• July 18, 2021

Which flower tattoos are best for your body type?

A recent study published in the Journal of Pain & Pain Management found that the flower tattoos that people prefer are more likely to be covered by a tattoo company.

And according to the study, flowers were the most popular tattooing mediums for the majority of people surveyed.

The study, conducted by researchers at the University of Wisconsin-Madison and conducted with more than 2,000 participants, found that people who preferred flower tattoos were more likely than their peers to be tattooed in a flower, a kitty cat, a baby, a flower or a butterfly tattoo.

Flowers were also found to be the most common tattooing material for men and women, and men were more than twice as likely as women to be pierced.

The researchers, led by the University at Buffalo’s Dr. Steven D. Susskind, were curious to know how people choose to be painted, tattooed or pierced.

The researchers wanted to know if the flower tattooing style or tattooing type would influence tattooed skin color, since there is some evidence that certain flower tattoos can be more appealing than others.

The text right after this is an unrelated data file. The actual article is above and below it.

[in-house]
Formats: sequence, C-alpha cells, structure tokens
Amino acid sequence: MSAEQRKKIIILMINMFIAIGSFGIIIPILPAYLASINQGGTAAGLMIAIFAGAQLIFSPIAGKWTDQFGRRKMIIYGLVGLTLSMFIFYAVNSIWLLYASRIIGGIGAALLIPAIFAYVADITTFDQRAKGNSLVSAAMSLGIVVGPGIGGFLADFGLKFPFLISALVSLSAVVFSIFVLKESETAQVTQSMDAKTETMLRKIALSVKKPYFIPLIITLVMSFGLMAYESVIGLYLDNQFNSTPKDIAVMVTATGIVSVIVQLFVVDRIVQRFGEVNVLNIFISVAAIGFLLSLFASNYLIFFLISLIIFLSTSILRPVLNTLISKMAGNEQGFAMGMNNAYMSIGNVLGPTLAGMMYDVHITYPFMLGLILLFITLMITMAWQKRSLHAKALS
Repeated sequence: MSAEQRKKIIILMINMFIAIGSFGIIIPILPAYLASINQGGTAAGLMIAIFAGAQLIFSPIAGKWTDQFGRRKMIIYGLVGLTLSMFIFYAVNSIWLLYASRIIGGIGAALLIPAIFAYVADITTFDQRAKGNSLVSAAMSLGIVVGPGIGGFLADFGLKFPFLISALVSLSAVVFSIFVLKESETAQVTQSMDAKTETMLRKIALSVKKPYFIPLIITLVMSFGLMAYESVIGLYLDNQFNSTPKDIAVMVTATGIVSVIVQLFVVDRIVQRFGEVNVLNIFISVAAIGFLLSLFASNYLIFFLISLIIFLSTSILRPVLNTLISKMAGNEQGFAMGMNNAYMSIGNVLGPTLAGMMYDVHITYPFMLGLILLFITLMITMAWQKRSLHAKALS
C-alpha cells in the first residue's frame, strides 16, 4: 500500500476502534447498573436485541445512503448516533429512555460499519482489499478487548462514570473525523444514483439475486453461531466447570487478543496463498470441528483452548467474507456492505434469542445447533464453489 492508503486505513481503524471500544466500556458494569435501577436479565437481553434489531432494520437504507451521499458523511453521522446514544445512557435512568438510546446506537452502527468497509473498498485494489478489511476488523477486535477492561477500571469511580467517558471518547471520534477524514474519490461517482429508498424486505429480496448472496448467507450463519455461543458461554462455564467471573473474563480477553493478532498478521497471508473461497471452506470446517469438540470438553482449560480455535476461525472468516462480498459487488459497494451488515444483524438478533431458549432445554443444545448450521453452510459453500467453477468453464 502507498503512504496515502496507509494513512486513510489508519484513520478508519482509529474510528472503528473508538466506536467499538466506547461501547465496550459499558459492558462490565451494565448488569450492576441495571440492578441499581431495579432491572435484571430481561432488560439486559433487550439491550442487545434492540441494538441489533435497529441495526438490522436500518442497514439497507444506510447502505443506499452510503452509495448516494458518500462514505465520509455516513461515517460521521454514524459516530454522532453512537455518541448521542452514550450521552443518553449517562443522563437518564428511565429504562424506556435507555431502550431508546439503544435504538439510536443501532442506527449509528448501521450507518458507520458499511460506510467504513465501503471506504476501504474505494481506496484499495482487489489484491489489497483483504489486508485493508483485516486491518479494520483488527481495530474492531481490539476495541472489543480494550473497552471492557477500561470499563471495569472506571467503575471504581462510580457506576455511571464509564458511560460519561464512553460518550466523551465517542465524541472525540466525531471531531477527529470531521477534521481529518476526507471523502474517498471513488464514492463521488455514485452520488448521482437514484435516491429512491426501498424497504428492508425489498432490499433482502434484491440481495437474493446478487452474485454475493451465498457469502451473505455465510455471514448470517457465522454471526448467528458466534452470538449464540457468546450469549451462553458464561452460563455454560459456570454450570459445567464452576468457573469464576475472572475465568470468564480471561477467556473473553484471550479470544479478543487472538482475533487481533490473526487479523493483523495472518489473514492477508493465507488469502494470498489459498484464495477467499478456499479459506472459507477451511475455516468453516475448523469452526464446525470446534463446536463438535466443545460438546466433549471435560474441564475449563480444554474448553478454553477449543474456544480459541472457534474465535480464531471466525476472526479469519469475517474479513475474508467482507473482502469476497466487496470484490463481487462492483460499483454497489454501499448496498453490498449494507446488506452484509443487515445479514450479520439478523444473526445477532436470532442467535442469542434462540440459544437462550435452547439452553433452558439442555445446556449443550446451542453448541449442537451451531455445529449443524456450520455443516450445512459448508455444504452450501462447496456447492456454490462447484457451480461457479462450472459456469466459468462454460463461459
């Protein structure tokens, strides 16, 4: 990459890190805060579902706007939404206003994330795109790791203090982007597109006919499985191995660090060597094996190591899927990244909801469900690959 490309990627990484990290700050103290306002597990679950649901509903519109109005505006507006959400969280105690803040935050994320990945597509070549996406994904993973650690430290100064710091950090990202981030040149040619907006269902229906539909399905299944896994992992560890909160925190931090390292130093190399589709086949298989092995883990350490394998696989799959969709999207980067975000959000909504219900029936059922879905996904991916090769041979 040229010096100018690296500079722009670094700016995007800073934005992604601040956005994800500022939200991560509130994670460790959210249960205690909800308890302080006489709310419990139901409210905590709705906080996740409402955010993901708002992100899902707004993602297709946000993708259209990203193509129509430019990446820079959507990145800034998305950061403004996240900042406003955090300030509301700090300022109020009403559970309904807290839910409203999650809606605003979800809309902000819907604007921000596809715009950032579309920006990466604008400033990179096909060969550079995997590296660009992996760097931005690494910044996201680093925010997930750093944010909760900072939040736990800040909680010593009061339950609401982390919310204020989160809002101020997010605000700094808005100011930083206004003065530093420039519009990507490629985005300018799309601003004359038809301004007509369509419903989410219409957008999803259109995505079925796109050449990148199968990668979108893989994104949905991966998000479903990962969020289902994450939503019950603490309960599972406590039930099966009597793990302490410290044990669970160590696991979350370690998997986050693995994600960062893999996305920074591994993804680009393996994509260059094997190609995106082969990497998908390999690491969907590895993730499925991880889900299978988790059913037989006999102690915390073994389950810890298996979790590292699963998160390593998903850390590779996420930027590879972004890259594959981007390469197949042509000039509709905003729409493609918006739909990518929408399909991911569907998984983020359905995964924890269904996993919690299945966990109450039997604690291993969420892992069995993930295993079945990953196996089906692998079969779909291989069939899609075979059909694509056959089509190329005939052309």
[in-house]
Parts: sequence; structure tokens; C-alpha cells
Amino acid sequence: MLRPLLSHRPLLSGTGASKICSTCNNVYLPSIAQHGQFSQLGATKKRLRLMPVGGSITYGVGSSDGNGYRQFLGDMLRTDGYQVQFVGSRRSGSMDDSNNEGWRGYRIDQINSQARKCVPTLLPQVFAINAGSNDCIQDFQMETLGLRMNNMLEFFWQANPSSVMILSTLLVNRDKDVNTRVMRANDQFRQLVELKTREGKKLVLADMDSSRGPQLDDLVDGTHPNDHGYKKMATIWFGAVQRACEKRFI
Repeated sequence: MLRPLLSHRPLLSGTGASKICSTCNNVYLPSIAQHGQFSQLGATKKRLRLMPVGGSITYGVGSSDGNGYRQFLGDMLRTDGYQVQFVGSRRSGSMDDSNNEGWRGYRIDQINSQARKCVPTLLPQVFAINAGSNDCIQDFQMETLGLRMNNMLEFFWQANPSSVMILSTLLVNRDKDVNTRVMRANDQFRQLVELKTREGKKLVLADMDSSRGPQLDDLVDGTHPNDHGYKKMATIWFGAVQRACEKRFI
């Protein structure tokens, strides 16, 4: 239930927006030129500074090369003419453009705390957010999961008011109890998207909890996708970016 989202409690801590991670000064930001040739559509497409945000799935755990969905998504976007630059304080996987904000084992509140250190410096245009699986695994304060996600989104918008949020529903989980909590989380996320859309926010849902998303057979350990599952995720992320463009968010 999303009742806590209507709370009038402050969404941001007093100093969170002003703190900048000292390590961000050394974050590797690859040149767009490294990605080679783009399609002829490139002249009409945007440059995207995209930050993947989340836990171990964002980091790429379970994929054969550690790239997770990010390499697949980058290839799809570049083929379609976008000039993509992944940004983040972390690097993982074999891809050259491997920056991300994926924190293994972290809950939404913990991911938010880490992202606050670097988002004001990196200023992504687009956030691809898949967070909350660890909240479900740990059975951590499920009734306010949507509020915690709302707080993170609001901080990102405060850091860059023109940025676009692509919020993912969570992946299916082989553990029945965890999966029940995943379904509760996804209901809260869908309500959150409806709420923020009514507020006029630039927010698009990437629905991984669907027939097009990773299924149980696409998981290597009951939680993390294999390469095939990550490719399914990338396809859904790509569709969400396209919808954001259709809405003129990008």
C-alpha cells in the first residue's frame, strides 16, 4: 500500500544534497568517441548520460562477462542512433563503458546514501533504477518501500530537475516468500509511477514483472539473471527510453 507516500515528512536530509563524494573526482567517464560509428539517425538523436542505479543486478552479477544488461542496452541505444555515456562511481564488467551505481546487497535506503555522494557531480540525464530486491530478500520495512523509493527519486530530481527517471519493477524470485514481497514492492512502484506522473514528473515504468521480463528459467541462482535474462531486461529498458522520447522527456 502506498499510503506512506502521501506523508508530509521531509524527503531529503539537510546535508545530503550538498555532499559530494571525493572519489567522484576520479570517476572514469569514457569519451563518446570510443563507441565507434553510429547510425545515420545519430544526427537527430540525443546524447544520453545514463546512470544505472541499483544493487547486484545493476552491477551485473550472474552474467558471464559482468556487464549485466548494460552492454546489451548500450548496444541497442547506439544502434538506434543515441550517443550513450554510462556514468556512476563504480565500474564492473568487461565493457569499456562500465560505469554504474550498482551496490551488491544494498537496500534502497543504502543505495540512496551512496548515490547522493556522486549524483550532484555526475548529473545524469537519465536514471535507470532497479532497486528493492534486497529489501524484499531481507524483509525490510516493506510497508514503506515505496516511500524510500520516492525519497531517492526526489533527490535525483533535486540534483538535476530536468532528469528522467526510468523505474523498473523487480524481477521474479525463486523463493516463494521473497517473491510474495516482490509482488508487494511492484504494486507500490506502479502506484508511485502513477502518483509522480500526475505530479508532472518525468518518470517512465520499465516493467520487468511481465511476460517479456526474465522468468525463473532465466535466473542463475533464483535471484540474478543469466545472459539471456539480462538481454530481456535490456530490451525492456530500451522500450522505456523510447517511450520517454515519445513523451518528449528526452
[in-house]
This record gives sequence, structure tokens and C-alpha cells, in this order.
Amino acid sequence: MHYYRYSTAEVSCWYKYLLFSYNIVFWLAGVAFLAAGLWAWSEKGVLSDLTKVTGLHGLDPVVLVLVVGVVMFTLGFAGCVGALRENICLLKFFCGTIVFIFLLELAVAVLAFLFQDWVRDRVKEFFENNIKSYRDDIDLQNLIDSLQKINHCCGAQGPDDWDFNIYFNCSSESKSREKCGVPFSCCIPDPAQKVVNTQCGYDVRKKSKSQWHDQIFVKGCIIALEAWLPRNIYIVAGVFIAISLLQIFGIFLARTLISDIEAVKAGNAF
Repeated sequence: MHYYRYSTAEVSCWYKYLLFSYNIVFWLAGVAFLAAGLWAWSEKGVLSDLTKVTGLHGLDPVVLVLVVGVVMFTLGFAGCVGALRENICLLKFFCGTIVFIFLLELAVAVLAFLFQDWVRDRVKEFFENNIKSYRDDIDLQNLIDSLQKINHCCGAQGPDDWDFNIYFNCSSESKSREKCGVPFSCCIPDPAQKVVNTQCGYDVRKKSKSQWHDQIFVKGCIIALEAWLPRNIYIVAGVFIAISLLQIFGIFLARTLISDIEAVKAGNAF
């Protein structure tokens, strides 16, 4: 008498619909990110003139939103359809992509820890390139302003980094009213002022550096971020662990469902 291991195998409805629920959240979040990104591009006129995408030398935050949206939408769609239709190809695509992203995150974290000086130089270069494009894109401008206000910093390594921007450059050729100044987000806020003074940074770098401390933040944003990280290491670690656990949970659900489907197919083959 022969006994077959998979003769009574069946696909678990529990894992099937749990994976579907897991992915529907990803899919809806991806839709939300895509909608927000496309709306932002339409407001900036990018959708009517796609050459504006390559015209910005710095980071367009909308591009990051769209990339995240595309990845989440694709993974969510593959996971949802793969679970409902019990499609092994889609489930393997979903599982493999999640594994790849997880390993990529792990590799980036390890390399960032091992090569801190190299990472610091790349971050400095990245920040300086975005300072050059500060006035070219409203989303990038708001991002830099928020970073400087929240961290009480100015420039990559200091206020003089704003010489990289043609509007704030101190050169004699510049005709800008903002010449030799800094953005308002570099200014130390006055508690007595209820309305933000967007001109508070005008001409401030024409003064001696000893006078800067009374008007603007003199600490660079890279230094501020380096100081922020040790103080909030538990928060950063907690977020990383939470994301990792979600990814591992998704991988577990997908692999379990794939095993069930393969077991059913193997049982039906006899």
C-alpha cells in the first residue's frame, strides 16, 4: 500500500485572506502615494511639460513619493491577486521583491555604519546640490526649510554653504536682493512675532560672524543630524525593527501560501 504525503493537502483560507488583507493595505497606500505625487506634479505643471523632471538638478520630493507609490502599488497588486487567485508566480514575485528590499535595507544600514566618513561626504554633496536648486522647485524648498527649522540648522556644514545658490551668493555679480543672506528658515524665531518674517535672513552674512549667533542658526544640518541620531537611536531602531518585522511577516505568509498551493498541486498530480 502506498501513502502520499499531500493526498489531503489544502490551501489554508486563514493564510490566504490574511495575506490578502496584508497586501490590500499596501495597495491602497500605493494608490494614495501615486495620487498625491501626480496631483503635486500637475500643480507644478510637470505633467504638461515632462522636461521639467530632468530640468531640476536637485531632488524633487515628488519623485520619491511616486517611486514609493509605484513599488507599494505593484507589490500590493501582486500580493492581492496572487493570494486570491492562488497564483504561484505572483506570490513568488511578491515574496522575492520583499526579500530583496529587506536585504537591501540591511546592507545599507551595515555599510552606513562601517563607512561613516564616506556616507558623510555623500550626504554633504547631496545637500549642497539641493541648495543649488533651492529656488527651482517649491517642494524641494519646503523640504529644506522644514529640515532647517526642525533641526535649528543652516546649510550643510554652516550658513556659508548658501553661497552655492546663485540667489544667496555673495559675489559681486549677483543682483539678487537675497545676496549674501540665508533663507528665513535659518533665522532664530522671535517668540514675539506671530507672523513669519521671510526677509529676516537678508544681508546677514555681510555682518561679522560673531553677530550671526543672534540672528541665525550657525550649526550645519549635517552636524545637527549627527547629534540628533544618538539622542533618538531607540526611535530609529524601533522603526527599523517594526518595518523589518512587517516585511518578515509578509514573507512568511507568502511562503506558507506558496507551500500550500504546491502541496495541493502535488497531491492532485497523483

To answer this question, SussKind and his team surveyed more than 5,000 people across the U.S. and found that there was some variability in the tattooing styles people chose.

People were also asked how often they were covered in flowers, and how much they preferred them.

People who prefer flowers are more than three times as likely to choose a kite, three times more likely a butterfly, a strawberry, a lemon, a star or a rhinoceros tattoo, and nearly three times the amount of people who prefer flower tattoos as they are to choose other tattooing types.

The majority of flower tattoo users were men and the majority chose floral tattoos for tattoos that had a “soft” edge.

For men, flower tattoos made up about half of all tattoos people had, and flower tattoos for women were a little more popular for women.

Flower tattoos were also more popular in areas where people are more conservative, like the Midwest, while flower tattoos in the Northeast were most popular for tattoos with a “fiery” edge or a “savage” edge, according to Suss, who also notes that flower tattoos also made up a much larger proportion of tattoos people were asked to rate as “filler.”

“These results support the hypothesis that flower tattoo styles are a common method of tattooing and highlight the importance of tattooedness for tattooing aesthetics,” the authors conclude.